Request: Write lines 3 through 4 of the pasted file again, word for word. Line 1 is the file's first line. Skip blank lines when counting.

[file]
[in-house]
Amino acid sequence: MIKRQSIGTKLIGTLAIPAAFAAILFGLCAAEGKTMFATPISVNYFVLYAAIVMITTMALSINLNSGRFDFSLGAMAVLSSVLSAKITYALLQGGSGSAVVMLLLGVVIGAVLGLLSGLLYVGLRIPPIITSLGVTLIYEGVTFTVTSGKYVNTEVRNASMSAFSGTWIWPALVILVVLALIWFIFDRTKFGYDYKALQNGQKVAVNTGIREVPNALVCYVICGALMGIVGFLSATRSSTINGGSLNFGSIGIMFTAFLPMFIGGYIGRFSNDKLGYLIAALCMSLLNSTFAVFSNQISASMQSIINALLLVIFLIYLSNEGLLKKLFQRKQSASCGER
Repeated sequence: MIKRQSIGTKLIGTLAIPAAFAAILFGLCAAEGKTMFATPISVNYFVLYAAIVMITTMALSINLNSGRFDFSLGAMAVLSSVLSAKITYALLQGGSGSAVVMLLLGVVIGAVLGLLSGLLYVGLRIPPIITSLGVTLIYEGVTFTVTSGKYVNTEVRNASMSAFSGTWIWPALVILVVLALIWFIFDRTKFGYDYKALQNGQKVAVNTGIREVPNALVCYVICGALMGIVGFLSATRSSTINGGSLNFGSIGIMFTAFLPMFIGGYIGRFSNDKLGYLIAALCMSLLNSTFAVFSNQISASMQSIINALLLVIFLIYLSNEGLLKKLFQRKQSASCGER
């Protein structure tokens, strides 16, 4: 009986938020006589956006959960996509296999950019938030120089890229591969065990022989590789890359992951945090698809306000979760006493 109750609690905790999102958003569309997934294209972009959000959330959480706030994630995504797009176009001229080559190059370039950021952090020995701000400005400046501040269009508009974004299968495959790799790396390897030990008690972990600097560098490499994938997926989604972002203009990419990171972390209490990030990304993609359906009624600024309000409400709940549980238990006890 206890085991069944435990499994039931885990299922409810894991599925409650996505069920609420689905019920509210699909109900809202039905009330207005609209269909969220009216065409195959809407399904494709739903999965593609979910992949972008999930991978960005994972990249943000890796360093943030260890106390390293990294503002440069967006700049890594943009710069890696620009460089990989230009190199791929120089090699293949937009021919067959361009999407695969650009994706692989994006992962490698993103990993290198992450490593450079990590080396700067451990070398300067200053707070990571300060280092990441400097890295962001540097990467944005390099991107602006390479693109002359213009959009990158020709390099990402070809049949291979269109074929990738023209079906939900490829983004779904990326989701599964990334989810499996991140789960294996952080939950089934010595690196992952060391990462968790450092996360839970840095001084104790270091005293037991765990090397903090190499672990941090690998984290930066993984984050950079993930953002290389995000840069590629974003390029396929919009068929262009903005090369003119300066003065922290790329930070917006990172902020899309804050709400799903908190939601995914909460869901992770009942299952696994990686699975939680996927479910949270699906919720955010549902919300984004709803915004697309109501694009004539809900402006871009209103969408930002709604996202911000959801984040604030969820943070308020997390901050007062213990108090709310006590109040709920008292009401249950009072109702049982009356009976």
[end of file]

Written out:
Repeated sequence: MIKRQSIGTKLIGTLAIPAAFAAILFGLCAAEGKTMFATPISVNYFVLYAAIVMITTMALSINLNSGRFDFSLGAMAVLSSVLSAKITYALLQGGSGSAVVMLLLGVVIGAVLGLLSGLLYVGLRIPPIITSLGVTLIYEGVTFTVTSGKYVNTEVRNASMSAFSGTWIWPALVILVVLALIWFIFDRTKFGYDYKALQNGQKVAVNTGIREVPNALVCYVICGALMGIVGFLSATRSSTINGGSLNFGSIGIMFTAFLPMFIGGYIGRFSNDKLGYLIAALCMSLLNSTFAVFSNQISASMQSIINALLLVIFLIYLSNEGLLKKLFQRKQSASCGER
């Protein structure tokens, strides 16, 4: 009986938020006589956006959960996509296999950019938030120089890229591969065990022989590789890359992951945090698809306000979760006493 109750609690905790999102958003569309997934294209972009959000959330959480706030994630995504797009176009001229080559190059370039950021952090020995701000400005400046501040269009508009974004299968495959790799790396390897030990008690972990600097560098490499994938997926989604972002203009990419990171972390209490990030990304993609359906009624600024309000409400709940549980238990006890 206890085991069944435990499994039931885990299922409810894991599925409650996505069920609420689905019920509210699909109900809202039905009330207005609209269909969220009216065409195959809407399904494709739903999965593609979910992949972008999930991978960005994972990249943000890796360093943030260890106390390293990294503002440069967006700049890594943009710069890696620009460089990989230009190199791929120089090699293949937009021919067959361009999407695969650009994706692989994006992962490698993103990993290198992450490593450079990590080396700067451990070398300067200053707070990571300060280092990441400097890295962001540097990467944005390099991107602006390479693109002359213009959009990158020709390099990402070809049949291979269109074929990738023209079906939900490829983004779904990326989701599964990334989810499996991140789960294996952080939950089934010595690196992952060391990462968790450092996360839970840095001084104790270091005293037991765990090397903090190499672990941090690998984290930066993984984050950079993930953002290389995000840069590629974003390029396929919009068929262009903005090369003119300066003065922290790329930070917006990172902020899309804050709400799903908190939601995914909460869901992770009942299952696994990686699975939680996927479910949270699906919720955010549902919300984004709803915004697309109501694009004539809900402006871009209103969408930002709604996202911000959801984040604030969820943070308020997390901050007062213990108090709310006590109040709920008292009401249950009072109702049982009356009976």